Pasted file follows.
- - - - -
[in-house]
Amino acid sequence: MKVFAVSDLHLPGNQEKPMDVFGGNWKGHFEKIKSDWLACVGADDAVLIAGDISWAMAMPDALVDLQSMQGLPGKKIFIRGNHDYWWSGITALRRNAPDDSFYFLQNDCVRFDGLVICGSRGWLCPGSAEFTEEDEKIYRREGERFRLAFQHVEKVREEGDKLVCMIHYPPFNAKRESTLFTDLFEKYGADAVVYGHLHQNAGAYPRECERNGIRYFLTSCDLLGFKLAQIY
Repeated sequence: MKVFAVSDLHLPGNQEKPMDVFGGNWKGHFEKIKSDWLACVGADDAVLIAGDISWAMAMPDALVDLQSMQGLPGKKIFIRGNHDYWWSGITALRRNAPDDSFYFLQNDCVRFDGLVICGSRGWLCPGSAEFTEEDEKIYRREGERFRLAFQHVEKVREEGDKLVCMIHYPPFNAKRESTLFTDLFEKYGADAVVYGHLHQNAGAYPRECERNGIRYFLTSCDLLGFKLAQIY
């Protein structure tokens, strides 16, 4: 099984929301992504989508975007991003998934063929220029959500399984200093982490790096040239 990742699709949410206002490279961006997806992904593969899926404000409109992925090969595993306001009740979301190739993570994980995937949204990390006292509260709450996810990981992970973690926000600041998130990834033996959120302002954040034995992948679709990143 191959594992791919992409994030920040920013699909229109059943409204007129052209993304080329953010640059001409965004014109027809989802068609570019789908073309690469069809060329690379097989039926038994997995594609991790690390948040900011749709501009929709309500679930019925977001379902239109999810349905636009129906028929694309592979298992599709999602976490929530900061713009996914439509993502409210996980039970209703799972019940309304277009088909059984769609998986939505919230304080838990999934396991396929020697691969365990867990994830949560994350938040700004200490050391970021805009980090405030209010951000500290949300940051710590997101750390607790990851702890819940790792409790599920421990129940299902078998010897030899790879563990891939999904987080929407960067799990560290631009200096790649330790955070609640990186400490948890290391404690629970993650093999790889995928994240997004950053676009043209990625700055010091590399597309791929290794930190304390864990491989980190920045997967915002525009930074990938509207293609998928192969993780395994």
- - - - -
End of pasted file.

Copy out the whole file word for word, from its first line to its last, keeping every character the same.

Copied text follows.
[in-house]
Amino acid sequence: MKVFAVSDLHLPGNQEKPMDVFGGNWKGHFEKIKSDWLACVGADDAVLIAGDISWAMAMPDALVDLQSMQGLPGKKIFIRGNHDYWWSGITALRRNAPDDSFYFLQNDCVRFDGLVICGSRGWLCPGSAEFTEEDEKIYRREGERFRLAFQHVEKVREEGDKLVCMIHYPPFNAKRESTLFTDLFEKYGADAVVYGHLHQNAGAYPRECERNGIRYFLTSCDLLGFKLAQIY
Repeated sequence: MKVFAVSDLHLPGNQEKPMDVFGGNWKGHFEKIKSDWLACVGADDAVLIAGDISWAMAMPDALVDLQSMQGLPGKKIFIRGNHDYWWSGITALRRNAPDDSFYFLQNDCVRFDGLVICGSRGWLCPGSAEFTEEDEKIYRREGERFRLAFQHVEKVREEGDKLVCMIHYPPFNAKRESTLFTDLFEKYGADAVVYGHLHQNAGAYPRECERNGIRYFLTSCDLLGFKLAQIY
């Protein structure tokens, strides 16, 4: 099984929301992504989508975007991003998934063929220029959500399984200093982490790096040239 990742699709949410206002490279961006997806992904593969899926404000409109992925090969595993306001009740979301190739993570994980995937949204990390006292509260709450996810990981992970973690926000600041998130990834033996959120302002954040034995992948679709990143 191959594992791919992409994030920040920013699909229109059943409204007129052209993304080329953010640059001409965004014109027809989802068609570019789908073309690469069809060329690379097989039926038994997995594609991790690390948040900011749709501009929709309500679930019925977001379902239109999810349905636009129906028929694309592979298992599709999602976490929530900061713009996914439509993502409210996980039970209703799972019940309304277009088909059984769609998986939505919230304080838990999934396991396929020697691969365990867990994830949560994350938040700004200490050391970021805009980090405030209010951000500290949300940051710590997101750390607790990851702890819940790792409790599920421990129940299902078998010897030899790879563990891939999904987080929407960067799990560290631009200096790649330790955070609640990186400490948890290391404690629970993650093999790889995928994240997004950053676009043209990625700055010091590399597309791929290794930190304390864990491989980190920045997967915002525009930074990938509207293609998928192969993780395994």